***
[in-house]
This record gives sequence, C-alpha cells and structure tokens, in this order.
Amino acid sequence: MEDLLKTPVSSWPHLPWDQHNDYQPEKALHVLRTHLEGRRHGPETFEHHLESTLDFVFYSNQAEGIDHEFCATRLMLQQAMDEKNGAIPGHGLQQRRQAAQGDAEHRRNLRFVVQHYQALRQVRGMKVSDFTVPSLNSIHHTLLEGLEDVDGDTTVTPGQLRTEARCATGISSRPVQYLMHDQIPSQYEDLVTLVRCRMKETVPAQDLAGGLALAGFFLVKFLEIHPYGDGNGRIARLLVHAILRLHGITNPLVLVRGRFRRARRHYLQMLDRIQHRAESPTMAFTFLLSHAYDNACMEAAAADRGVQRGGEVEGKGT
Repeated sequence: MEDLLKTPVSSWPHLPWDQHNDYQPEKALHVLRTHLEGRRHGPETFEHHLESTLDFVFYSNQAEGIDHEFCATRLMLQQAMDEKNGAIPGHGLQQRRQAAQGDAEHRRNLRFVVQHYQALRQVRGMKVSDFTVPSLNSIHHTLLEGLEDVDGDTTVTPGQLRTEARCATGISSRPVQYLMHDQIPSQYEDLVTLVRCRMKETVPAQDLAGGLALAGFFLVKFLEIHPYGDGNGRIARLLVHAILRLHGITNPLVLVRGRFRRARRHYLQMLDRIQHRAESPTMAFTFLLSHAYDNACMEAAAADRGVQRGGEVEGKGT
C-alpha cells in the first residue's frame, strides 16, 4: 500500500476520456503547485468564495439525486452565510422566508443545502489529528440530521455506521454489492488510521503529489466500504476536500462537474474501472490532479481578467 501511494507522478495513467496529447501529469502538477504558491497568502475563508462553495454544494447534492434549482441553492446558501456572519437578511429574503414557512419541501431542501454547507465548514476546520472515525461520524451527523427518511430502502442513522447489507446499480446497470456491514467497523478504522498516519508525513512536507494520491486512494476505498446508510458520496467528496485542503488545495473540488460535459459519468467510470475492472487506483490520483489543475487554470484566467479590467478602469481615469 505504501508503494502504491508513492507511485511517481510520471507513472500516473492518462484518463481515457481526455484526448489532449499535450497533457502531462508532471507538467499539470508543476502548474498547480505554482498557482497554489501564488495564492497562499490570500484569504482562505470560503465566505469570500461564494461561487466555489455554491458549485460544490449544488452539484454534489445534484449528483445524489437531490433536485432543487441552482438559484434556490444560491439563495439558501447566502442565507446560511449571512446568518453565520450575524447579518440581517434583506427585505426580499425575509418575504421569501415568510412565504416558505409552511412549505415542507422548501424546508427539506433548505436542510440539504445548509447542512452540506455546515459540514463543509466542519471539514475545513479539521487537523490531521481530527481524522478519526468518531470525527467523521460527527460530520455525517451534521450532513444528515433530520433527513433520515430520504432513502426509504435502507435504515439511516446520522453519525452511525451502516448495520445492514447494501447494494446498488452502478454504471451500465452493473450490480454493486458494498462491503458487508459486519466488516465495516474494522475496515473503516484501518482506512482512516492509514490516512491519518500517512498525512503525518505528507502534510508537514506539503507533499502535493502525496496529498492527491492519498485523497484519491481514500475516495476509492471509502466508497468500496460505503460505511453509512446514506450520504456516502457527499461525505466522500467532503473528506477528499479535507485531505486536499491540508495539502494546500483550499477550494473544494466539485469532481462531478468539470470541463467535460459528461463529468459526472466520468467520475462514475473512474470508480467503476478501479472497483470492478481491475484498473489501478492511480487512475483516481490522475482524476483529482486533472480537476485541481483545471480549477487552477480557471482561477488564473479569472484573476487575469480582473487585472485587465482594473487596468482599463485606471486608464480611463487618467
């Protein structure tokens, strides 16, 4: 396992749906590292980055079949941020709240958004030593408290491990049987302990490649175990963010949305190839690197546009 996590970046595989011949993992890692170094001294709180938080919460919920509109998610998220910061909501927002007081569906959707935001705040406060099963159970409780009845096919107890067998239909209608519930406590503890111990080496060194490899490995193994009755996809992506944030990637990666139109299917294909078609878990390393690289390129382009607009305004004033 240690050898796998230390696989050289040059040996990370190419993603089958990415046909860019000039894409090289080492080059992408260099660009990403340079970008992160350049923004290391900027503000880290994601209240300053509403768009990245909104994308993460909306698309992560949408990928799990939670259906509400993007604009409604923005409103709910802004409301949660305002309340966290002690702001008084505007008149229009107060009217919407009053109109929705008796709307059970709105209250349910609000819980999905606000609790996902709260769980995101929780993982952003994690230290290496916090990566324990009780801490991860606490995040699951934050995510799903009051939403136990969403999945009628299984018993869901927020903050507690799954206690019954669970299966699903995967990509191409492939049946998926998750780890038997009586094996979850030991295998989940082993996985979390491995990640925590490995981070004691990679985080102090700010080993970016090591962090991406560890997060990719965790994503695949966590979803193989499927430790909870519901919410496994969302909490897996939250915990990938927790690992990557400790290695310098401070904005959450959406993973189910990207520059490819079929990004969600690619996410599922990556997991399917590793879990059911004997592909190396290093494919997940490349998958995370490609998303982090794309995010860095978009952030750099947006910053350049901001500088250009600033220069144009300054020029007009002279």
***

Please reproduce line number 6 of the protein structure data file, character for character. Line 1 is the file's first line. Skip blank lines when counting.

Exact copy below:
């Protein structure tokens, strides 16, 4: 396992749906590292980055079949941020709240958004030593408290491990049987302990490649175990963010949305190839690197546009 996590970046595989011949993992890692170094001294709180938080919460919920509109998610998220910061909501927002007081569906959707935001705040406060099963159970409780009845096919107890067998239909209608519930406590503890111990080496060194490899490995193994009755996809992506944030990637990666139109299917294909078609878990390393690289390129382009607009305004004033 240690050898796998230390696989050289040059040996990370190419993603089958990415046909860019000039894409090289080492080059992408260099660009990403340079970008992160350049923004290391900027503000880290994601209240300053509403768009990245909104994308993460909306698309992560949408990928799990939670259906509400993007604009409604923005409103709910802004409301949660305002309340966290002690702001008084505007008149229009107060009217919407009053109109929705008796709307059970709105209250349910609000819980999905606000609790996902709260769980995101929780993982952003994690230290290496916090990566324990009780801490991860606490995040699951934050995510799903009051939403136990969403999945009628299984018993869901927020903050507690799954206690019954669970299966699903995967990509191409492939049946998926998750780890038997009586094996979850030991295998989940082993996985979390491995990640925590490995981070004691990679985080102090700010080993970016090591962090991406560890997060990719965790994503695949966590979803193989499927430790909870519901919410496994969302909490897996939250915990990938927790690992990557400790290695310098401070904005959450959406993973189910990207520059490819079929990004969600690619996410599922990556997991399917590793879990059911004997592909190396290093494919997940490349998958995370490609998303982090794309995010860095978009952030750099947006910053350049901001500088250009600033220069144009300054020029007009002279």